3. The third ground is that at the time the Augusta-Richmond County Planning Commission considered the petition for rezoning involved in this case, the commission was illegally constituted, in that the residence requirements of the members did not meet the legal requirements.
The enabling ordinance and resolution creating the Augusta Richmond County Planning Commission provides that the commission shall consist of nine members, four to be residents of the City of Augusta, appointed by the City Council of Augusta; three to be residents of Richmond County, appointed by the Board of Commissioners of Roads and Revenues; and two ex-officio members, one from the county and one from the city.
The parties have stipulated that at the time of the hearing before the Augusta-Richmond County Planning Commission only two appointed members were residents of the City of Augusta. At the time of the creation of the planning commission the four four members appointed by the City Council of Augusta resided within the city limits, but at the time of the hearing by the planning commission on the rezoning here involved two of the members had moved into the area of Richmond County outside the city limits of Augusta.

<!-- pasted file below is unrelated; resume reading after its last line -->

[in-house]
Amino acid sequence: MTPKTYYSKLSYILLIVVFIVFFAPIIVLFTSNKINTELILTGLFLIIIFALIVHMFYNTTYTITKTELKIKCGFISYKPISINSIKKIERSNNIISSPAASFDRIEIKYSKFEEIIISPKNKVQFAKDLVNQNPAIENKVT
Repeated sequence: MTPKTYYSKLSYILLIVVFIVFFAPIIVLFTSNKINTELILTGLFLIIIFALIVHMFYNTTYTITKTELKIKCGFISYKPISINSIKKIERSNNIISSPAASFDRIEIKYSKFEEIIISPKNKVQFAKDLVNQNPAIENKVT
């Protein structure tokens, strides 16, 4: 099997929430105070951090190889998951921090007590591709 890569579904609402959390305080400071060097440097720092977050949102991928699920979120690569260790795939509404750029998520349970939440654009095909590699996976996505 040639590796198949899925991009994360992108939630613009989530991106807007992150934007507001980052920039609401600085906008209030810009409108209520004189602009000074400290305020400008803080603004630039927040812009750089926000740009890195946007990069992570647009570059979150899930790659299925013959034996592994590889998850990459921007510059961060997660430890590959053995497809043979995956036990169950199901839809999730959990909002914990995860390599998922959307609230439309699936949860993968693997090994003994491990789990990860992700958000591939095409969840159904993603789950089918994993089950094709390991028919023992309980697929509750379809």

There is no contention that it had been judicially ascertained that two members of the planning commission had vacated their offices by moving outside the city limits of Augusta, and there is, therefore, no showing that they were not authorized to act on the rezoning matter.
4. Ground 4 asserts that at the time the Augusta-Richmond County Planning Commission considered the petition for rezoning involved in this case it had not adopted rules and regulations for the conduct of its business and procedure before it, as required by law, and for this reason the actions on the rezoning petition were void.